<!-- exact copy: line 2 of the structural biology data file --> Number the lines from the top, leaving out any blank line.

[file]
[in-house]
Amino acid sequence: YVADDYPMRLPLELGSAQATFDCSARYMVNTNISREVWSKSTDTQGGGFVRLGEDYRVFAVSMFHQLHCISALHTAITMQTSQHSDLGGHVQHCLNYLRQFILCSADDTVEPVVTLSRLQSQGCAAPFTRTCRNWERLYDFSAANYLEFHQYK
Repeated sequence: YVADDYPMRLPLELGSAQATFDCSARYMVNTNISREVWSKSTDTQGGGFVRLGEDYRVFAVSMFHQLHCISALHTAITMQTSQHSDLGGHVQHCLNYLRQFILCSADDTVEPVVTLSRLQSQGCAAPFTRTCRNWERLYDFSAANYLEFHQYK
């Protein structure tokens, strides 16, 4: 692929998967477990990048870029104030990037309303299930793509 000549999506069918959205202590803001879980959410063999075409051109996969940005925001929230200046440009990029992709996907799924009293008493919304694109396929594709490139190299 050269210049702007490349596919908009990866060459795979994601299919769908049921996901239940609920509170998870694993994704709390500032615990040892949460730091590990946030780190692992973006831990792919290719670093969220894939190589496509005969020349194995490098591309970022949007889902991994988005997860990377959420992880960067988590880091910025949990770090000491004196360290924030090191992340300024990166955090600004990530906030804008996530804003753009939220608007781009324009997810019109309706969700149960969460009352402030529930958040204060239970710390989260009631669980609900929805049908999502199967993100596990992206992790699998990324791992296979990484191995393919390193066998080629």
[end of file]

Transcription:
Amino acid sequence: YVADDYPMRLPLELGSAQATFDCSARYMVNTNISREVWSKSTDTQGGGFVRLGEDYRVFAVSMFHQLHCISALHTAITMQTSQHSDLGGHVQHCLNYLRQFILCSADDTVEPVVTLSRLQSQGCAAPFTRTCRNWERLYDFSAANYLEFHQYK